Federal Government defends lax rules for national banks

You may not know it, but if you borrow from a national bank — usually one of the big banks with offices in more than one state — they are not subject to your state’s consumer laws. They are regulated by the Office of the Comptroller of the Currency (OCC) and the regulations tend to be pretty loose.

For example, in Massachusetts, state law prevents banks from charging prepayment penalties on your mortgage after one year if you sell your house and after three years if you are just refinancing. But the OCC’s rules are much looser and I have met people who did not find out until just before closing that they owed tens of thousands of dollars in prepayment penalties.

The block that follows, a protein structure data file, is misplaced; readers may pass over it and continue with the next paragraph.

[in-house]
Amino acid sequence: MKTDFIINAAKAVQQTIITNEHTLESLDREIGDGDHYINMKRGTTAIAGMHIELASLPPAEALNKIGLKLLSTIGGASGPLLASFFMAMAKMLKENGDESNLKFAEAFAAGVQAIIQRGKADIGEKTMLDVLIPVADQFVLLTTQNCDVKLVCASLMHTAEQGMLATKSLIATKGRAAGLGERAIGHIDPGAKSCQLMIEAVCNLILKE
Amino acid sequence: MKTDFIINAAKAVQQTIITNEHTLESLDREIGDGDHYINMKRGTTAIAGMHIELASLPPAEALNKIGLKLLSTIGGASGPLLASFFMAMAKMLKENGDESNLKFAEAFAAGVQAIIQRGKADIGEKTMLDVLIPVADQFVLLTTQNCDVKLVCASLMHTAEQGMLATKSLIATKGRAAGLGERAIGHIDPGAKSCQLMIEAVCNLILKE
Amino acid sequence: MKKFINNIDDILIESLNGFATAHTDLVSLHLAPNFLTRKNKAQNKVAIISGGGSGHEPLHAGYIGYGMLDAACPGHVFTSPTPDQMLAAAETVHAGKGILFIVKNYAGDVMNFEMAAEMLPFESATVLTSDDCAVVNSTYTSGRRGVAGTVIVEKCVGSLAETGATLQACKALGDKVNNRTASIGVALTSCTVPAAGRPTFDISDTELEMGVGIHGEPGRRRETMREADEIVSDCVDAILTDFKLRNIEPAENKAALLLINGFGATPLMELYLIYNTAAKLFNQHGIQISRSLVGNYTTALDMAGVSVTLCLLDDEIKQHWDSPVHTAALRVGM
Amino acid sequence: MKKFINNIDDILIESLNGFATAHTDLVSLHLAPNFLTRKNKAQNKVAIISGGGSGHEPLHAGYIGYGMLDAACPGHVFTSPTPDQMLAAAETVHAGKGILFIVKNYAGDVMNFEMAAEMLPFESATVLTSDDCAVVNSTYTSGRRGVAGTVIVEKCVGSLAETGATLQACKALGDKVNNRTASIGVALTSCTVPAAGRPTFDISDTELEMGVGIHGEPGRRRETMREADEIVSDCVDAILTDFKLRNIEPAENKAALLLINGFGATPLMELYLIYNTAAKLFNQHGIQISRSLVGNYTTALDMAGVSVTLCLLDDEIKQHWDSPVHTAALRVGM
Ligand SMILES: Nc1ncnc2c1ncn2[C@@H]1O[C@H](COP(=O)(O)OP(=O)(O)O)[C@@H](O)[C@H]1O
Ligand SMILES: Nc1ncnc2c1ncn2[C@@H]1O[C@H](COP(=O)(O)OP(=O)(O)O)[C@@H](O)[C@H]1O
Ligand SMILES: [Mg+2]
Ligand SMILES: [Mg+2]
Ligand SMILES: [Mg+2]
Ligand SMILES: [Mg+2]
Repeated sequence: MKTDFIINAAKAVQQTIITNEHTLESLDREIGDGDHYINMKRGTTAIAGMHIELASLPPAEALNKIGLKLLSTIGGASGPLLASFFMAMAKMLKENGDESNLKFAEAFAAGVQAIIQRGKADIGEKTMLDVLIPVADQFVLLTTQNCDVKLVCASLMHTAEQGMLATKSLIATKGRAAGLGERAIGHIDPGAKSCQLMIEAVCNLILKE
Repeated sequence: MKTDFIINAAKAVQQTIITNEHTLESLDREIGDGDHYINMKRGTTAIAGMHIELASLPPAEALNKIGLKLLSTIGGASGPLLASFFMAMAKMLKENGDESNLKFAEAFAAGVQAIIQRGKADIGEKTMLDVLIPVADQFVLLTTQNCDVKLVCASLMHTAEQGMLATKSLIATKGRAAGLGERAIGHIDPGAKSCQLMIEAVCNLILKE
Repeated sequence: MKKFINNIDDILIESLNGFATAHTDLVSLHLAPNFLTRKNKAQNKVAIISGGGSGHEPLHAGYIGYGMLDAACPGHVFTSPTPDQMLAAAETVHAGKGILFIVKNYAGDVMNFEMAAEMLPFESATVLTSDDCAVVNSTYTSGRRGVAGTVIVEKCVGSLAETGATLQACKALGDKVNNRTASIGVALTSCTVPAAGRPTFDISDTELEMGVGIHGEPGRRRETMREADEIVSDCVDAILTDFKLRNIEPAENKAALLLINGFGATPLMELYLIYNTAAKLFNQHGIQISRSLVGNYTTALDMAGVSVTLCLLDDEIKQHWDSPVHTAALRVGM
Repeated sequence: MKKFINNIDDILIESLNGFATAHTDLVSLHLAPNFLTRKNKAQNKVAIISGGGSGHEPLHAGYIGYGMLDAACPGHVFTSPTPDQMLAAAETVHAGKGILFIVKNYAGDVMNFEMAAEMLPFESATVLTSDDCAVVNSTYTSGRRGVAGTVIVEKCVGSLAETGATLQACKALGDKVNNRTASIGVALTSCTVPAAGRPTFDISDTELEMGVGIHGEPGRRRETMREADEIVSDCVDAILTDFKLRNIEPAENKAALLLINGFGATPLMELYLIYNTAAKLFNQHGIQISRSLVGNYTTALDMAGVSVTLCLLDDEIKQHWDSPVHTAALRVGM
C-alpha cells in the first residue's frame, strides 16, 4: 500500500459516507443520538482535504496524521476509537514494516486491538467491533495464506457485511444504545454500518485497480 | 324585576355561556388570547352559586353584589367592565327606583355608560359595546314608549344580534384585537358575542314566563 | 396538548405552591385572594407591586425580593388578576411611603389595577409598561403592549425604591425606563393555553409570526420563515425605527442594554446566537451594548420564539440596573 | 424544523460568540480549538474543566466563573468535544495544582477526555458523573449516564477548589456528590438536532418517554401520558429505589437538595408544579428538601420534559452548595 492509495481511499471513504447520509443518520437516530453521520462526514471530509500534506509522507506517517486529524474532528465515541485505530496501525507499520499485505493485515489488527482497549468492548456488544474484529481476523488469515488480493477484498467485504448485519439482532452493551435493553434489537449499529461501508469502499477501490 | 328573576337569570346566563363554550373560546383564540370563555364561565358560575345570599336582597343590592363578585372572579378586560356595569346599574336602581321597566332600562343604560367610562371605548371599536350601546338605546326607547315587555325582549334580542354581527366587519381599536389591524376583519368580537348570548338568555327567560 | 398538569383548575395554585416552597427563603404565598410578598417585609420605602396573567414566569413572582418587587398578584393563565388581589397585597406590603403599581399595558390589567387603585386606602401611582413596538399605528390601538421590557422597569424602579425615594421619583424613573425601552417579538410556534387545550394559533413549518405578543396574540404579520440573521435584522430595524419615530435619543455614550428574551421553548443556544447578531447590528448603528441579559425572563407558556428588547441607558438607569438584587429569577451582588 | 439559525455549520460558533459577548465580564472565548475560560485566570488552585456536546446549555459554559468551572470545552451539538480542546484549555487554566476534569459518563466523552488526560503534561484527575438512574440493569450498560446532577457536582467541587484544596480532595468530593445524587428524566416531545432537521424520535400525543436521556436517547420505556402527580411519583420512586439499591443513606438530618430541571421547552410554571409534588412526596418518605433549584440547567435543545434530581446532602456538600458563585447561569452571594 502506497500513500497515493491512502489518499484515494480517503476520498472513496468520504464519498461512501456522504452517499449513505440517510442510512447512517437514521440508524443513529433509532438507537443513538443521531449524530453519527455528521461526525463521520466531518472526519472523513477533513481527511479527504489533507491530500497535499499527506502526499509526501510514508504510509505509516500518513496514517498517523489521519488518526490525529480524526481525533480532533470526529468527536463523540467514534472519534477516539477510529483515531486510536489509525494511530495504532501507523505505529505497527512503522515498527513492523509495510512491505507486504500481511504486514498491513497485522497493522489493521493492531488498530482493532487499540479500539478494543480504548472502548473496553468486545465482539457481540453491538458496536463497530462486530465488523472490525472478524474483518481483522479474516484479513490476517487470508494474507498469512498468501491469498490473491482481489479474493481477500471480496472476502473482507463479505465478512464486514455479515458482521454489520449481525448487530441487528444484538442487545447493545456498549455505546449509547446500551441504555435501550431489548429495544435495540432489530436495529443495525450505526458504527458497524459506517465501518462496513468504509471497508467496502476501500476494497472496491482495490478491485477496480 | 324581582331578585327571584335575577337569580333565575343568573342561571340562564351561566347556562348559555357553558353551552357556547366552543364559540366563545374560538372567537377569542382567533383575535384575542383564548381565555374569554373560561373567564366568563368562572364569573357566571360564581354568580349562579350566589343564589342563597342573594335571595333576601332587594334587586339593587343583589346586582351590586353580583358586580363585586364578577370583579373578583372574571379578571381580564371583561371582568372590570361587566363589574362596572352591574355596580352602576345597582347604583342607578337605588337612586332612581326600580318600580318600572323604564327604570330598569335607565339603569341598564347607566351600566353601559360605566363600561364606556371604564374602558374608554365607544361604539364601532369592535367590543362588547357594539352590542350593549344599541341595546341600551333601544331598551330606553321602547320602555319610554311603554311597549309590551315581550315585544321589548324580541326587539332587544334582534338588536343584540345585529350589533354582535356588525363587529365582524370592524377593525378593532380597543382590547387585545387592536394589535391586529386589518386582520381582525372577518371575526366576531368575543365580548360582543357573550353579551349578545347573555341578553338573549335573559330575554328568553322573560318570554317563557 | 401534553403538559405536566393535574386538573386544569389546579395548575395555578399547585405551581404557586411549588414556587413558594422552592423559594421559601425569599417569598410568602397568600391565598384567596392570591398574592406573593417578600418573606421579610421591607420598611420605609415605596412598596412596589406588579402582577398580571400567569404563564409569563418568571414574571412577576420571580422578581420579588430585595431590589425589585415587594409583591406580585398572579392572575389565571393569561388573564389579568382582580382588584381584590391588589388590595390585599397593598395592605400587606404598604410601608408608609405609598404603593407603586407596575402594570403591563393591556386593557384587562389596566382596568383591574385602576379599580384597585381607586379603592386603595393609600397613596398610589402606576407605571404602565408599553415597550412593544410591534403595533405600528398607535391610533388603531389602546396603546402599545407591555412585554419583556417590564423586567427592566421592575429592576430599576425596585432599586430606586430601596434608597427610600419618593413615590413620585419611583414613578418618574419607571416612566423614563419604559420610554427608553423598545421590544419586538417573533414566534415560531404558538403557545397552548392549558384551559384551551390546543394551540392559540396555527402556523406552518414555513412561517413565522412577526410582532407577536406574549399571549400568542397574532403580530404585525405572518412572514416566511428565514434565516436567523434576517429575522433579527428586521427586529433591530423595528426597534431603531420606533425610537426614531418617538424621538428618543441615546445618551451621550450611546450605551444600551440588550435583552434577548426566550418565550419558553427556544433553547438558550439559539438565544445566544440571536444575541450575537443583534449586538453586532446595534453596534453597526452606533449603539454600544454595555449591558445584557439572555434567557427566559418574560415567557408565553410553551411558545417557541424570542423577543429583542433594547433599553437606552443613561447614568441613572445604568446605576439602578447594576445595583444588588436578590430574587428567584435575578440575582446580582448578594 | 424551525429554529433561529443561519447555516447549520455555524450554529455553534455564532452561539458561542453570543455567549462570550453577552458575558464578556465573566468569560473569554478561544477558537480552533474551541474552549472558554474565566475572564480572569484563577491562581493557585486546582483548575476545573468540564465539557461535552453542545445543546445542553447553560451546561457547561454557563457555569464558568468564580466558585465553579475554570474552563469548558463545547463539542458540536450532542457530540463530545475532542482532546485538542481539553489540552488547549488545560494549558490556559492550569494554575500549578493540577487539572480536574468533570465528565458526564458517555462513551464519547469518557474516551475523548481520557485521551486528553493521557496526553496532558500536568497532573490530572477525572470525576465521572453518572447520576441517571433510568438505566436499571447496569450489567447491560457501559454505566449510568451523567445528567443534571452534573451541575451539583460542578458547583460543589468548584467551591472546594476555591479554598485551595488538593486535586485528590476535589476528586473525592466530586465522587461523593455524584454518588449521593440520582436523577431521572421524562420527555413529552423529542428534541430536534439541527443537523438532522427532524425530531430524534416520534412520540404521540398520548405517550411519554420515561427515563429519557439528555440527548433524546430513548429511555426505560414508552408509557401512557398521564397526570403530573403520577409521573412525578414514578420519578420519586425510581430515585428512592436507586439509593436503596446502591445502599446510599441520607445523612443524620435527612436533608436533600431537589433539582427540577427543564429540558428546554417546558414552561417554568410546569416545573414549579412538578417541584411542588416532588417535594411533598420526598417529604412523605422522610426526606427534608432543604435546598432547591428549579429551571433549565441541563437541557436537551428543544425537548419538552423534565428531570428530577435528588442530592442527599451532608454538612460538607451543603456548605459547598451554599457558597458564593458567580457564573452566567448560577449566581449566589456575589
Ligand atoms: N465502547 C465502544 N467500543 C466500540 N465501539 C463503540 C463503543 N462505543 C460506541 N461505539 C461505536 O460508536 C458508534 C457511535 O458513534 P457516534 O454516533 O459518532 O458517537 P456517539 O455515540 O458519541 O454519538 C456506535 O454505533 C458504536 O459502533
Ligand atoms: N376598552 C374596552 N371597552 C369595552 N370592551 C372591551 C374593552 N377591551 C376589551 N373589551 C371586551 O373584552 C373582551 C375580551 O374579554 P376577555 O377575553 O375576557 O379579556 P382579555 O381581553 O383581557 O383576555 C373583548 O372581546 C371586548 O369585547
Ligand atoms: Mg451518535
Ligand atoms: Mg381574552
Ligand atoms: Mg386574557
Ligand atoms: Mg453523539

The head of the OCC recently defended this system in a talk to the Consumer Federation of America. His argument, it seems to me, boils down to “What’s good for the big banks is good for the USA!”

My advice: If you live in a state with good regulations, use a local bank for everything you can.

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